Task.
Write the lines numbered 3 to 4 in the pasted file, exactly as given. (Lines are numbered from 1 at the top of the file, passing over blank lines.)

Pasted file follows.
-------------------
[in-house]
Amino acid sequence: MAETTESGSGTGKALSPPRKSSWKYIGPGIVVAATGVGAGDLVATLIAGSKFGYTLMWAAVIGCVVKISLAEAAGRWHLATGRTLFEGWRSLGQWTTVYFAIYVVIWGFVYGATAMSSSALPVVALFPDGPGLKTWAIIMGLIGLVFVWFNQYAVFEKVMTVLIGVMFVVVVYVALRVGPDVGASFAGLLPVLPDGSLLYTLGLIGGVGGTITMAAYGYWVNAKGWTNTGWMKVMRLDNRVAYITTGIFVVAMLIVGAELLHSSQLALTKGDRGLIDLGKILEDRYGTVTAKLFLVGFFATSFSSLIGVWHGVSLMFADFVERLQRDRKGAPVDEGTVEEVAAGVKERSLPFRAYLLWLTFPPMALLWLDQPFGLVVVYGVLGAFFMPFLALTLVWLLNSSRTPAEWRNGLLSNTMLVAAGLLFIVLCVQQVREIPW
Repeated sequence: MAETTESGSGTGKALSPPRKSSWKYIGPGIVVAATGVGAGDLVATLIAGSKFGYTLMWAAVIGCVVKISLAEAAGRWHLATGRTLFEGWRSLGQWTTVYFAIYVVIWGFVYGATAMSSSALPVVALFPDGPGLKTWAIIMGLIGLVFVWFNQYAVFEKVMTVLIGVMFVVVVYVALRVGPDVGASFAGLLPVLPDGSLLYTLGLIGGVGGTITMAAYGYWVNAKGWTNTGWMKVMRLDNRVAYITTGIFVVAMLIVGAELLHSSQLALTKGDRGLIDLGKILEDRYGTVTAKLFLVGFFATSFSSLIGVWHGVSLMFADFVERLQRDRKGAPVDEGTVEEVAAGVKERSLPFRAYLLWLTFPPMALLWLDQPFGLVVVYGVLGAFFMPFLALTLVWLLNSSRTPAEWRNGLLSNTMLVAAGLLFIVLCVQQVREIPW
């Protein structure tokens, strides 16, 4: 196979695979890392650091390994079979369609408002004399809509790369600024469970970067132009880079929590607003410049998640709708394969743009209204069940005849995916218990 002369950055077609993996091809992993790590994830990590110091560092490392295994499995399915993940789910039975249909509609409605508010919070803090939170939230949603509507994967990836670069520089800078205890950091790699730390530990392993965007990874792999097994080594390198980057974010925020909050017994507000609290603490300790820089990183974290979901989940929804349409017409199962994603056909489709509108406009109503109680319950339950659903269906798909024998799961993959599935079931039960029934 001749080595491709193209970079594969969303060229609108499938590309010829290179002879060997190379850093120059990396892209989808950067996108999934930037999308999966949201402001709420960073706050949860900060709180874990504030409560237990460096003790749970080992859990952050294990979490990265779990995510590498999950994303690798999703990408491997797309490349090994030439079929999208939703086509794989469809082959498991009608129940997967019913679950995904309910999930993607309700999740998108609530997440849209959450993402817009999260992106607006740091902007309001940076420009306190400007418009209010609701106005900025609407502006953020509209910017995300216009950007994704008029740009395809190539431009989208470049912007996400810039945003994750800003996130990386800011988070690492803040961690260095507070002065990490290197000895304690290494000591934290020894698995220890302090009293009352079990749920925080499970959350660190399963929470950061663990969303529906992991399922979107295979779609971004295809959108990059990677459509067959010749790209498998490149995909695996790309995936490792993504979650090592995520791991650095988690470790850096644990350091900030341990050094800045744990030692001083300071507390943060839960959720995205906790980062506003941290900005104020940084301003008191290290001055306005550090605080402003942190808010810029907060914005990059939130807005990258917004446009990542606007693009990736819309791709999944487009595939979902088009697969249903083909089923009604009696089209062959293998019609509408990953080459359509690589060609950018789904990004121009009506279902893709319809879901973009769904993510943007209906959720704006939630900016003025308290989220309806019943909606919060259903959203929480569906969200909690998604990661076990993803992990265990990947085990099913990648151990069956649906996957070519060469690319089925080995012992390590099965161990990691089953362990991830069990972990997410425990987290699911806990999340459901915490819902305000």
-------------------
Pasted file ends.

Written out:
Repeated sequence: MAETTESGSGTGKALSPPRKSSWKYIGPGIVVAATGVGAGDLVATLIAGSKFGYTLMWAAVIGCVVKISLAEAAGRWHLATGRTLFEGWRSLGQWTTVYFAIYVVIWGFVYGATAMSSSALPVVALFPDGPGLKTWAIIMGLIGLVFVWFNQYAVFEKVMTVLIGVMFVVVVYVALRVGPDVGASFAGLLPVLPDGSLLYTLGLIGGVGGTITMAAYGYWVNAKGWTNTGWMKVMRLDNRVAYITTGIFVVAMLIVGAELLHSSQLALTKGDRGLIDLGKILEDRYGTVTAKLFLVGFFATSFSSLIGVWHGVSLMFADFVERLQRDRKGAPVDEGTVEEVAAGVKERSLPFRAYLLWLTFPPMALLWLDQPFGLVVVYGVLGAFFMPFLALTLVWLLNSSRTPAEWRNGLLSNTMLVAAGLLFIVLCVQQVREIPW
């Protein structure tokens, strides 16, 4: 196979695979890392650091390994079979369609408002004399809509790369600024469970970067132009880079929590607003410049998640709708394969743009209204069940005849995916218990 002369950055077609993996091809992993790590994830990590110091560092490392295994499995399915993940789910039975249909509609409605508010919070803090939170939230949603509507994967990836670069520089800078205890950091790699730390530990392993965007990874792999097994080594390198980057974010925020909050017994507000609290603490300790820089990183974290979901989940929804349409017409199962994603056909489709509108406009109503109680319950339950659903269906798909024998799961993959599935079931039960029934 001749080595491709193209970079594969969303060229609108499938590309010829290179002879060997190379850093120059990396892209989808950067996108999934930037999308999966949201402001709420960073706050949860900060709180874990504030409560237990460096003790749970080992859990952050294990979490990265779990995510590498999950994303690798999703990408491997797309490349090994030439079929999208939703086509794989469809082959498991009608129940997967019913679950995904309910999930993607309700999740998108609530997440849209959450993402817009999260992106607006740091902007309001940076420009306190400007418009209010609701106005900025609407502006953020509209910017995300216009950007994704008029740009395809190539431009989208470049912007996400810039945003994750800003996130990386800011988070690492803040961690260095507070002065990490290197000895304690290494000591934290020894698995220890302090009293009352079990749920925080499970959350660190399963929470950061663990969303529906992991399922979107295979779609971004295809959108990059990677459509067959010749790209498998490149995909695996790309995936490792993504979650090592995520791991650095988690470790850096644990350091900030341990050094800045744990030692001083300071507390943060839960959720995205906790980062506003941290900005104020940084301003008191290290001055306005550090605080402003942190808010810029907060914005990059939130807005990258917004446009990542606007693009990736819309791709999944487009595939979902088009697969249903083909089923009604009696089209062959293998019609509408990953080459359509690589060609950018789904990004121009009506279902893709319809879901973009769904993510943007209906959720704006939630900016003025308290989220309806019943909606919060259903959203929480569906969200909690998604990661076990993803992990265990990947085990099913990648151990069956649906996957070519060469690319089925080995012992390590099965161990990691089953362990991830069990972990997410425990987290699911806990999340459901915490819902305000």